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Vehicle Rollovers: Understanding the Causes and Paths to Prevention

Learn the risks associated with rollovers,  and you will want to understand why rollovers occur, what can be done to prevent them, and the most common injuries suffered in rollover accidents. If you have already been involved in a serious rollover vehicle accident then don’t hesitate to contact the car accident attorneys at Gomez Trial Attorneys to discuss your legal options.

Why Rollovers Happen

Rollover Accident Types

A rollover accident is exactly what it sounds like: some action or force causes the vehicle to physically roll. It could fall onto its side or flip onto its roof. Depending on the speed at which the car was traveling and the force of the impact that caused the rollover, the vehicle might even continue to roll, flipping more than once. There are two main types of rollover accidents: tipped and untipped.

  • Tipped rollover accidents: This type of rollover accident occurs when a vehicle either slides onto an unpaved surface or hits a guardrail. In the case of the unpaved surface, the soil causes the lower portion of the car to move more slowly than the force of gravity on the top half of the car. When a guardrail is involved, the guardrail slows the momentum of the lower half of the vehicle. In both scenarios, the unequal force causes the vehicle to tip over.
  • Untipped rollover accidents: These are much less common than tipped rollover accidents and don’t involve any impact on the vehicle. Instead, a top heavy vehicle may make a sudden movement, such as swerving at a high speed, causing uneven weight distribution. The lack of balance causes the vehicle to tip or roll over.

Rollover Accident Causes

If you are driving down the highway and spot a rollover accident, you can be sure of one thing: there were almost certainly injuries involved. While rollovers are not the most common type of vehicle accident, the likelihood of injuries or fatalities increases whenever a rollover occurs. In 2018, California saw 3,563 traffic fatalities, and 22 percent of these fatalities were the result of a rollover. Nationally, this percentage is closer to 30 percent.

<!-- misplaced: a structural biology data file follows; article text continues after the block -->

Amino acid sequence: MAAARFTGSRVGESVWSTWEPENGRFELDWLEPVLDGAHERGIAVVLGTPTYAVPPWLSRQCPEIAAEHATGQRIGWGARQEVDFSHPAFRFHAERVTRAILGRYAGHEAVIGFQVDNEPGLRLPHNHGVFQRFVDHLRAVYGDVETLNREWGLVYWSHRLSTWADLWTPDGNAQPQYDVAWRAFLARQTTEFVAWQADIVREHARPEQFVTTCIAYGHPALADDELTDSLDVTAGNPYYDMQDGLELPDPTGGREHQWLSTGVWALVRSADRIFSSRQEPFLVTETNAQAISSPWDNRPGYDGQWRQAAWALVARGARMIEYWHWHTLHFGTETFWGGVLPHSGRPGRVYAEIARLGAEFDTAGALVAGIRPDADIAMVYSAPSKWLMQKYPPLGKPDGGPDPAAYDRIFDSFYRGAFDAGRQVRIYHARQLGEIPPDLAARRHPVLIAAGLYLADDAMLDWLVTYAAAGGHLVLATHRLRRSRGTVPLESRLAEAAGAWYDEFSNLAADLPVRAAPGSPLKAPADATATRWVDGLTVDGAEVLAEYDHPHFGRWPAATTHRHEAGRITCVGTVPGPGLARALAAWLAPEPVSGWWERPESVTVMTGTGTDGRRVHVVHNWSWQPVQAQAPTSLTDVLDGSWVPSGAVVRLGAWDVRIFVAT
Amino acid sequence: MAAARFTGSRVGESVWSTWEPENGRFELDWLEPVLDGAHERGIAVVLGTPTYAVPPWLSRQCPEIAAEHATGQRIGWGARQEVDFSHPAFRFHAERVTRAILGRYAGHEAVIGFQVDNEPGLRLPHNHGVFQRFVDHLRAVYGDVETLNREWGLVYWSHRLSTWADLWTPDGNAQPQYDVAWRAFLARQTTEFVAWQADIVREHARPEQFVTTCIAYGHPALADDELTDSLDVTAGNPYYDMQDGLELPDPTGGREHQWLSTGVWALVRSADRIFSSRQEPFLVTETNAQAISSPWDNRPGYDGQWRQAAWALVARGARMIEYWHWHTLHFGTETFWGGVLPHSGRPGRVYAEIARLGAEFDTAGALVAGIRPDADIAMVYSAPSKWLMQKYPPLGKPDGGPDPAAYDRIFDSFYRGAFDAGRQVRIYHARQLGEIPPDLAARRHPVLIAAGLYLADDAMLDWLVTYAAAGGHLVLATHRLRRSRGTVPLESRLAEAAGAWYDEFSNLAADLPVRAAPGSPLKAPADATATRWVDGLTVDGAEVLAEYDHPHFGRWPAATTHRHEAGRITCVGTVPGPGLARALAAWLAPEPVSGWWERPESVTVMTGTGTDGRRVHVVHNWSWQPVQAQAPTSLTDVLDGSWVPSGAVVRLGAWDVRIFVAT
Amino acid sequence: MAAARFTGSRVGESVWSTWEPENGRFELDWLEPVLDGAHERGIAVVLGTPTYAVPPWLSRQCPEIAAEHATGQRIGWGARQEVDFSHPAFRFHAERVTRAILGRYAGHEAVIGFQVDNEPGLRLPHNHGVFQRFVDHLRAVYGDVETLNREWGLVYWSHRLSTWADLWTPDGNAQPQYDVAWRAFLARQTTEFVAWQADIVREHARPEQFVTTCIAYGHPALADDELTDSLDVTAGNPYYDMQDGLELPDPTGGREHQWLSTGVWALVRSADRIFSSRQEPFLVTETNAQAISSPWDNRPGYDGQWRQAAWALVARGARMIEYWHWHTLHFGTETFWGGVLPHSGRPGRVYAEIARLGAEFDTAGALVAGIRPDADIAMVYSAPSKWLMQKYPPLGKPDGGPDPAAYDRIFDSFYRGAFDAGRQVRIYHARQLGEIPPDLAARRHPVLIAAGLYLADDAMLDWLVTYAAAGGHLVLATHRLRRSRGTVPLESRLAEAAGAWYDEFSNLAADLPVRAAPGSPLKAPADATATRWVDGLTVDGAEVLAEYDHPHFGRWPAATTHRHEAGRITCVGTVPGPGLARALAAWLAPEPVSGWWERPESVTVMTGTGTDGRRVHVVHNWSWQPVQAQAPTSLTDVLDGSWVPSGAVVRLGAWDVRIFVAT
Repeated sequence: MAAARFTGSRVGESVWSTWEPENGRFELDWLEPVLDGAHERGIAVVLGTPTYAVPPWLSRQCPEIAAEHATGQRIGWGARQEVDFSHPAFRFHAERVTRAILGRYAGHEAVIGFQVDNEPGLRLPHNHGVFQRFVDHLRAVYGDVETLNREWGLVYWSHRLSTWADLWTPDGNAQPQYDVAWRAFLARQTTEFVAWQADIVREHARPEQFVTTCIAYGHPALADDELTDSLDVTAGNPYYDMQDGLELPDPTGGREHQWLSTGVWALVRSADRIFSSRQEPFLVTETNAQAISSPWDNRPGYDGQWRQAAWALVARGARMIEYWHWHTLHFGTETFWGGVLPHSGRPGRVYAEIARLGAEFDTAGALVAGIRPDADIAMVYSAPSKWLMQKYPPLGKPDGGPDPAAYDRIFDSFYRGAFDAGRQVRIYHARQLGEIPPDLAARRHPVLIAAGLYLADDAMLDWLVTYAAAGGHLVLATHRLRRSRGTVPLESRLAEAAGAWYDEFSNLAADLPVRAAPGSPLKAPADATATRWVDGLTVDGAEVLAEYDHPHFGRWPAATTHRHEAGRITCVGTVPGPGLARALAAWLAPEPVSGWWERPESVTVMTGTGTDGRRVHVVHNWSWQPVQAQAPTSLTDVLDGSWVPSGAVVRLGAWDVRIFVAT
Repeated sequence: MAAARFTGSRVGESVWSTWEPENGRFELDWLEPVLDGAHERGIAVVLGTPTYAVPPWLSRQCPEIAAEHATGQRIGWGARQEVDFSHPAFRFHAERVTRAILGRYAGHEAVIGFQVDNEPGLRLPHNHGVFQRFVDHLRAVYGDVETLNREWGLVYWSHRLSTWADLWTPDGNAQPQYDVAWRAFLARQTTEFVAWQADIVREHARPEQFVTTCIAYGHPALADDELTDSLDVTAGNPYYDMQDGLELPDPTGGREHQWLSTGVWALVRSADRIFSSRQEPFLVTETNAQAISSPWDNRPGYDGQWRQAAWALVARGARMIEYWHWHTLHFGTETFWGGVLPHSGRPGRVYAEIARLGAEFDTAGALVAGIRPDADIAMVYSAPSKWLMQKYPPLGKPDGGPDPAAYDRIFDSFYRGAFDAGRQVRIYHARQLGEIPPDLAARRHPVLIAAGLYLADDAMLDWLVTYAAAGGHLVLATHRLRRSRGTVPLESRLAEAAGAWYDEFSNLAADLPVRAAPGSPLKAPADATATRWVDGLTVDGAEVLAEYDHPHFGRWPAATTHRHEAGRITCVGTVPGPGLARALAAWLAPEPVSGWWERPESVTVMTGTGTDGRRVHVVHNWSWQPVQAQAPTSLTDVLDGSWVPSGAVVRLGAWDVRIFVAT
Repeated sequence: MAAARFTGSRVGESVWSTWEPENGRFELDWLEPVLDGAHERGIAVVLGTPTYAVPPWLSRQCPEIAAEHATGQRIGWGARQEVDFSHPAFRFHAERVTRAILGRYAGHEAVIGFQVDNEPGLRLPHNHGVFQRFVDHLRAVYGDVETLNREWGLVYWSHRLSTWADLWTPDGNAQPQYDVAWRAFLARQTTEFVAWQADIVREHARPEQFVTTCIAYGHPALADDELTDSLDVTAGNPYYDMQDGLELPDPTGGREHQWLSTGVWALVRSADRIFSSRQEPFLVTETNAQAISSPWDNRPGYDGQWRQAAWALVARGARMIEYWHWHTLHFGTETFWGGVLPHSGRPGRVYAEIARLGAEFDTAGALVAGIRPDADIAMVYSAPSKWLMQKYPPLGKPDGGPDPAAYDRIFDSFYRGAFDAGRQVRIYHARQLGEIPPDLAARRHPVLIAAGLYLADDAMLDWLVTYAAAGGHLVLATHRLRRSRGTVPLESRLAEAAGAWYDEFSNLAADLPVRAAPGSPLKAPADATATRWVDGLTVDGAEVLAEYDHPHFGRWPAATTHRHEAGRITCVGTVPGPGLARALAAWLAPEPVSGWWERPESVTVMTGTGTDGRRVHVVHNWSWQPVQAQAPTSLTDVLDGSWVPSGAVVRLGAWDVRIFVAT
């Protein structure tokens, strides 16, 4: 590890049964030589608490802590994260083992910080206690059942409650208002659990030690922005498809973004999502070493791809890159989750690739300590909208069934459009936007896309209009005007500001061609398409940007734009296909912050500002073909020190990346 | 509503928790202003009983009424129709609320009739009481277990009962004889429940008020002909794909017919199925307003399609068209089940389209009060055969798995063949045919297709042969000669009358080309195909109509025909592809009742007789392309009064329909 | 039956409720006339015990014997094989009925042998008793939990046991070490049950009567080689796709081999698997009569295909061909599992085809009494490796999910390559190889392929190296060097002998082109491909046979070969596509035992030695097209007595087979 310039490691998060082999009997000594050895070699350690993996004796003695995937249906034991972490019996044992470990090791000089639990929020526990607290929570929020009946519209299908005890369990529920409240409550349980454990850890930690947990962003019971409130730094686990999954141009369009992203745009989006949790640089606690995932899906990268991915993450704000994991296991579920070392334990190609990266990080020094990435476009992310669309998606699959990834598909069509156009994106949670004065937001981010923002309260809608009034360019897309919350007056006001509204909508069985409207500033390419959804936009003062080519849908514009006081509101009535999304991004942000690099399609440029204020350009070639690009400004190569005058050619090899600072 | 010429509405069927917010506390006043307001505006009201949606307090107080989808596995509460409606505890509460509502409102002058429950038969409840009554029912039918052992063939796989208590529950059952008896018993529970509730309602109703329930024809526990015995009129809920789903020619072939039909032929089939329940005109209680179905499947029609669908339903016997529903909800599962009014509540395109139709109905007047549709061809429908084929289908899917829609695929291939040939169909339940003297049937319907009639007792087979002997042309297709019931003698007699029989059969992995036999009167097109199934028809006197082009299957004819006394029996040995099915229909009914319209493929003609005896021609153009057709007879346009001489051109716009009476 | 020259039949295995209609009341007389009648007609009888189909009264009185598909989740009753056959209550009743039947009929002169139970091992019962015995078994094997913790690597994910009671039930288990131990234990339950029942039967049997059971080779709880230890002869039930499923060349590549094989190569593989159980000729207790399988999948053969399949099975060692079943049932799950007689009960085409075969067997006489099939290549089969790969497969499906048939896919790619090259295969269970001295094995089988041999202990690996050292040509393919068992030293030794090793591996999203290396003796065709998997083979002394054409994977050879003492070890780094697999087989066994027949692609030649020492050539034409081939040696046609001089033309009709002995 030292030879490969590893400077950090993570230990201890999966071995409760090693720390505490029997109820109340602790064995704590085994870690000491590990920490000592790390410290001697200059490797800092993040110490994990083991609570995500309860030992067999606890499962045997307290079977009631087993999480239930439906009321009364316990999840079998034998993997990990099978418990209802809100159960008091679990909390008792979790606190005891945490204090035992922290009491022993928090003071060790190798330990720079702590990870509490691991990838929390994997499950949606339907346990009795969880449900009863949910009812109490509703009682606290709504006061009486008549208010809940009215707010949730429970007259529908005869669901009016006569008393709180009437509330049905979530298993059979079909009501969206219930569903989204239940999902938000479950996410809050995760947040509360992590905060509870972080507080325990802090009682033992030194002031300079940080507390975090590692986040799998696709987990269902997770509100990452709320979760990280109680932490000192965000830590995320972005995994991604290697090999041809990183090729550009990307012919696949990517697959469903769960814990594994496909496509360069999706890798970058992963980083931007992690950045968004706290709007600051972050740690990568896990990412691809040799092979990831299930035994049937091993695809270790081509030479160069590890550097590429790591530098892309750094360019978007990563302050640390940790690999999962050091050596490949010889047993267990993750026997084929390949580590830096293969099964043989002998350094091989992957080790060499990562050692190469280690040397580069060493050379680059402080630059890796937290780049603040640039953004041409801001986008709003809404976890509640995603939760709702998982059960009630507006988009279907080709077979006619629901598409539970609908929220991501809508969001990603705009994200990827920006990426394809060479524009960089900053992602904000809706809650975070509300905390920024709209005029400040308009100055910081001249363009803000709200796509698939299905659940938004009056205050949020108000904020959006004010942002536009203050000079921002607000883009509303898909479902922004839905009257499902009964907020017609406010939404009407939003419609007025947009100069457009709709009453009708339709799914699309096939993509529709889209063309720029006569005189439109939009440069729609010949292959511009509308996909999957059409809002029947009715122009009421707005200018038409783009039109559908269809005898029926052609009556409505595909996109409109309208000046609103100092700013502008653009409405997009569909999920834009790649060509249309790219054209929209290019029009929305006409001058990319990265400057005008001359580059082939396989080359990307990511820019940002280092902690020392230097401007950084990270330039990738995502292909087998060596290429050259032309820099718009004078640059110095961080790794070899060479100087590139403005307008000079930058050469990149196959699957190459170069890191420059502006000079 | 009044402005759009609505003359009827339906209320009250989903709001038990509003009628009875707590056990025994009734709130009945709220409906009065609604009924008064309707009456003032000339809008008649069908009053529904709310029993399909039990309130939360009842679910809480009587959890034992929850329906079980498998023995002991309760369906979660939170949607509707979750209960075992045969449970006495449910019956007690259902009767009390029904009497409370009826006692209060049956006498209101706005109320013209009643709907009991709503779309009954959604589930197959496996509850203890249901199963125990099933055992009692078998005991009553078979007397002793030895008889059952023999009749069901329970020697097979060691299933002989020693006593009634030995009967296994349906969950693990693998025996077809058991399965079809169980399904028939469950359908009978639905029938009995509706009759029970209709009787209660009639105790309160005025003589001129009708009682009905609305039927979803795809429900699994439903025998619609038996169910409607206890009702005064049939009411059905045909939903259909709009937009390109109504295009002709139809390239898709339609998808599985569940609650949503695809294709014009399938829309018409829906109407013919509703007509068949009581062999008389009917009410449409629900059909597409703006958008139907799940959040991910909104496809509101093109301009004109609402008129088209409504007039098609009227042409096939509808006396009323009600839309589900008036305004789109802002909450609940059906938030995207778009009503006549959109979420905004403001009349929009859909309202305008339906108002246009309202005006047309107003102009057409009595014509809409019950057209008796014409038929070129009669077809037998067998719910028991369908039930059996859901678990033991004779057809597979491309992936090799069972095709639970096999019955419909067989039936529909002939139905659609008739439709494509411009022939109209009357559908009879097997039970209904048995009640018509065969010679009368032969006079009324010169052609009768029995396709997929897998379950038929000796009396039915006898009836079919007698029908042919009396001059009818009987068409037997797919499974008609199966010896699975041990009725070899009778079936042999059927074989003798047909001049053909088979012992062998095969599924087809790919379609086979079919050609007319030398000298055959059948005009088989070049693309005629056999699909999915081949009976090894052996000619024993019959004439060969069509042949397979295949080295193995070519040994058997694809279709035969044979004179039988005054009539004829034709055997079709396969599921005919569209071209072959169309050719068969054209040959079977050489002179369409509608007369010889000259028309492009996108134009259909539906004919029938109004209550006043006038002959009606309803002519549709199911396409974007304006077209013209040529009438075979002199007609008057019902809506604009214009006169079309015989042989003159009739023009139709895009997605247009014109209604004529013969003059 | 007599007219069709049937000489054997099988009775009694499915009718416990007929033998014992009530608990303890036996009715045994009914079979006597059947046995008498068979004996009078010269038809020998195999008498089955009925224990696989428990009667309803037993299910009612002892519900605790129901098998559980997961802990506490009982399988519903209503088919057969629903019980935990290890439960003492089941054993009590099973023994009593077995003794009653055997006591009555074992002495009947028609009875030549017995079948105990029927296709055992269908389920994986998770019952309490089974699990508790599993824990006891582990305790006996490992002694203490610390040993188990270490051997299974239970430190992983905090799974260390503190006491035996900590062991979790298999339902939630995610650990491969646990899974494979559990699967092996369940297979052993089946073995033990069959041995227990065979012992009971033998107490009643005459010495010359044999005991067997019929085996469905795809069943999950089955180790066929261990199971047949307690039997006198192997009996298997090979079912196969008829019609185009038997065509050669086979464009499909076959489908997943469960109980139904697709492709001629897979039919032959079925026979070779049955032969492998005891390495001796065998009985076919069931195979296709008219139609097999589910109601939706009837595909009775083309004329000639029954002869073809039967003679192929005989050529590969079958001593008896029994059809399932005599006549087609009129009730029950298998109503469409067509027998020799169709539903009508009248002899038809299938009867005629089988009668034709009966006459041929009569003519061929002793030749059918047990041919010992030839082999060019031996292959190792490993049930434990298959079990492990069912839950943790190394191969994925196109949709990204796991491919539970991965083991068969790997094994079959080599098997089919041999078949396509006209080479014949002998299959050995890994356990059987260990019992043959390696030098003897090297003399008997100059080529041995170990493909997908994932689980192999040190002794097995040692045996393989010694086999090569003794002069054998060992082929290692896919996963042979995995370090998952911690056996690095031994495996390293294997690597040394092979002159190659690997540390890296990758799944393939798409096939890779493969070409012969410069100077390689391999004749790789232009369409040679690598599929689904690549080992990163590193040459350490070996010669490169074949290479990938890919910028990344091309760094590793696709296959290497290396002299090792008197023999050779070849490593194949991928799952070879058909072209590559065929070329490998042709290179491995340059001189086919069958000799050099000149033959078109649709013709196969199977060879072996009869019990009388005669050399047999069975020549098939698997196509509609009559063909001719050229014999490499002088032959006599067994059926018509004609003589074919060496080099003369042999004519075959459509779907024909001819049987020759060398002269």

When we think of vehicle accidents, it is most common for accidents involving two vehicles to come to mind. For many rollover accidents, however, there is no impact with a second vehicle, as single-vehicle accidents are the most common scenario for rollovers. In fact, 85 percent of fatal rollover accidents only involve one car. Rollover accidents are commonly caused by circumstances relating to the car, the environment (such as the road or weather), and driver action or inaction.

Factors that can contribute to the likelihood of a rollover accident include:

  • Driving a vehicle with a high center of gravity, such as a truck, SUV, or van;
  • Traveling at faster speeds, with almost 75 percent of fatal rollovers occurring at speeds over 55mph;
  • Driving on rural roads, as they are less likely to have barriers that might help prevent a rollover;
  • Driving on uneven roads or off-roading, as these conditions can make the vehicle unstable;
  • Driving on slick roads due to bad weather or some other substance on the road, causing the vehicle to slide and swerve; and
  • Consuming alcohol, with alcohol consumption being involved in nearly 50 percent of fatal rollovers.

We cannot overstate importance of the first factor—the type of vehicle. Studies show that while rollover crashes only accounted for 22 percent of occupant deaths in cars, they accounted for 45 percent of occupant deaths in SUVs and 41 percent in pickups in 2017.

Interestingly, complicated or abnormal driving maneuvers are not a common contributing factor to the likelihood of experiencing a rollover accident. Drivers are more often performing a routine action, such as driving on a straight road. This indicates that driver behavior, such as inattentiveness or distraction, is a major contributing factor to these types of accidents.

Preventing Rollover Accidents and Reducing Injuries

While you cannot completely prevent rollover accidents, you can reduce the likelihood of their occurrence and also reduce the severity of resulting injuries by taking the following steps.

Rollover Prevention

A little research and smart driving decisions can go a long way in reducing the likelihood of being involved in a rollover accident.